By Rita R. Robison, Consumer Specialist
Which consumer happenings cheered you this week and which ones made you want to scream or weep?
Here are my best and worst consumer experiences this week:
My best: Getting the right curtain hook
The single end hook on my dining room curtains, which are pleated with four-prong curtain hooks, was missing. I pinned the curtain with a safety pin, but noticed my temporary repair was beginning to tear the curtain.
I’ve put off getting a hook because I didn’t know where I could buy just the end hook.
When I was near the Jo-Ann Fabrics and Crafts this week, I thought I’d stop by and see what I could find.
Sure enough, I found a package of curtain hooks with four single-prong hooks and 10 four-prong hooks. The cost was $2.39.
I only hesitated a minute. Buying 13 more hooks more than I needed, but saving an expensive drape was certainly worth it.
My worst: Being completely ripped off by Verizon Wireless
For four years, I used my Verizon Wireless cellphone with few problems. When my cellphone quit working, I signed up for a second two-year plan. I didn’t buy insurance because I had a four-year record of no problems.
A few weeks after committing to the new contract, I put my pants in the washing machine – with the cellphone in the pocket. Although I pulled the cellphone out two minutes later, it was too late.
The phone I had was an LG Octane. I selected it because it’s one of Verizon’s best for low radiation emissions. You can find these ratings on the website of the Environmental Working Group.
Replacing the phone with another LG Octane would cost me $250 plus tax.
I tried everything I could think of find a cheaper solution to my problem:
- Look for a certified, pre-owned phone. That didn’t work. Verizon only had 61 models available. Few were non-droid or non-android phones. Nome had low radiation emission levels.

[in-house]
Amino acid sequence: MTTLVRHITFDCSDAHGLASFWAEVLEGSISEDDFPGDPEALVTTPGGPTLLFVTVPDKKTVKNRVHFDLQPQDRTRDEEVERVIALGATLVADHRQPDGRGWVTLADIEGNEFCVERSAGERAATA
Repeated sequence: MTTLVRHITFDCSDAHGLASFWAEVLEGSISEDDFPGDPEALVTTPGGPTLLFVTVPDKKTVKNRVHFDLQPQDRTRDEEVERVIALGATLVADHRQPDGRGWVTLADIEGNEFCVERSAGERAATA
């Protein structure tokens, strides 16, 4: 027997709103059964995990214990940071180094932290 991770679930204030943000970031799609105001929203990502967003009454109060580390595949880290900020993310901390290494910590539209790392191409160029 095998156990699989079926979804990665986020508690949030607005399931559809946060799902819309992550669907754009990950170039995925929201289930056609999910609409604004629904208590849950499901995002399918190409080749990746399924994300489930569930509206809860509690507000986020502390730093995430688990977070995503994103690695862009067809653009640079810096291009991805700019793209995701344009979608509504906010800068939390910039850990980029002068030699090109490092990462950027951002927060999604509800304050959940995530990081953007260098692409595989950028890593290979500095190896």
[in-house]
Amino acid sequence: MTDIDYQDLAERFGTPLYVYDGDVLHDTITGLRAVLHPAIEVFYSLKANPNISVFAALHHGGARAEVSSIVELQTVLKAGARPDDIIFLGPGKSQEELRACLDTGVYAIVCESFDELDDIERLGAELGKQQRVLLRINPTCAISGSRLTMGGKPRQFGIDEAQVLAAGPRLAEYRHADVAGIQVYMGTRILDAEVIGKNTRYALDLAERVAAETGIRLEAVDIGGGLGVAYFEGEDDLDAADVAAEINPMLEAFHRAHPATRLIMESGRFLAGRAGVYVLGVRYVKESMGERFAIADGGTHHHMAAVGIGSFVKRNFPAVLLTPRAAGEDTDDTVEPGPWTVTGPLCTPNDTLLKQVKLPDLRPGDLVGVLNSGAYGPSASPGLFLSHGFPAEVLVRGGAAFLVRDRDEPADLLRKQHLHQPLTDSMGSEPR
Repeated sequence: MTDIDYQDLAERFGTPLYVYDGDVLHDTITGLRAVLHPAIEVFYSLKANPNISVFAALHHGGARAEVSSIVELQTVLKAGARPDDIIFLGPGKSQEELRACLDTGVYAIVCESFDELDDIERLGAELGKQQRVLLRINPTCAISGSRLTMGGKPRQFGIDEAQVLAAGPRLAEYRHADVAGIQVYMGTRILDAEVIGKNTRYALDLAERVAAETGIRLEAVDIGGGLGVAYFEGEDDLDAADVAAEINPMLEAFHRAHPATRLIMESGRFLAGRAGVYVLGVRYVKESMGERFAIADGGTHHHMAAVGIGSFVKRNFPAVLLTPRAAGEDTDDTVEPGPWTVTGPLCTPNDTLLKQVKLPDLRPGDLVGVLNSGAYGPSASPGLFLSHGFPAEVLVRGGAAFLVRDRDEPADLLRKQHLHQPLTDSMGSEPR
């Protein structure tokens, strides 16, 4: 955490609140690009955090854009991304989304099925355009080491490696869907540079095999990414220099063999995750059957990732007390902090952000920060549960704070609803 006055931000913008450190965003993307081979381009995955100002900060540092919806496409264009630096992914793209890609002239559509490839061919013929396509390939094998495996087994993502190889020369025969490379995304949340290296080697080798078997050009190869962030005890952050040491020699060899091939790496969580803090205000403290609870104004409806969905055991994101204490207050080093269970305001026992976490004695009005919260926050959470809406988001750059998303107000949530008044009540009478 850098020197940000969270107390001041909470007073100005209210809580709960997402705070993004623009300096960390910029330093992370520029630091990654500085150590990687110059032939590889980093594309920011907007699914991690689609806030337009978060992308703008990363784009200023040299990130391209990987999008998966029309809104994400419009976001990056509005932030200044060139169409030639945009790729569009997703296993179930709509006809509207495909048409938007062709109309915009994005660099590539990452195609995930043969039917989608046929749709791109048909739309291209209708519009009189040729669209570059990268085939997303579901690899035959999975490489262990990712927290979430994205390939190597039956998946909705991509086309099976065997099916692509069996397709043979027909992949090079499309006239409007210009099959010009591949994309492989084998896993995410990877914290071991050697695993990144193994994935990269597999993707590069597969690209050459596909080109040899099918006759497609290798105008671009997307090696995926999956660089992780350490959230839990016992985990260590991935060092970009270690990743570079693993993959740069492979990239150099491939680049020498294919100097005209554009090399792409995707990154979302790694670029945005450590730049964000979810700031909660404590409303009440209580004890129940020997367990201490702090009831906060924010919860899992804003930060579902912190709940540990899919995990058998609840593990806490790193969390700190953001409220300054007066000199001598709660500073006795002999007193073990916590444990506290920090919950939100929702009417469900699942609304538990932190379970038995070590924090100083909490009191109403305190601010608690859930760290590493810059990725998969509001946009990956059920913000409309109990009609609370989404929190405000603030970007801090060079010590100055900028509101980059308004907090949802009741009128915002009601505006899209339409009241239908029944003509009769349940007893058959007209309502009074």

- Check out Sprint. If I paid Verizon $175 to get out of my contract, I could sign up with Sprint. Same problem. Sprint doesn’t have any of the more basic models with low levels of radiation.
- Look for a Verizon phone on Craigslist. I didn’t think that if I found one, it would be in good working condition.
- Look for a coupon. Verizon doesn’t offer any coupons for its phones. Neither does anyone else.
- Add another line to my plan. This is what the last Verizon clerk I talked to suggested. If I added another person, I could get a free phone. However, instead of paying $30 a month, I’d be paying $60. Another unworkable idea.
I went in this evening and paid $275 for another phone. I also signed up to pay $6 a month for insurance. I learned when I went to the Best Buy wireless store that Verizon charges a $50 deductible fee when you use the insurance to get a new phone.
So, as a customer of Verizon, I’ve been significantly ripped off. Making consumers sign a two-year contract with a $175 cancelation fee is outrageous. Charging $250 for a cellphone is doubly outrageous.
Verizon is just another rich American company that takes advantage of consumers and squeezes out every dollar it can from them.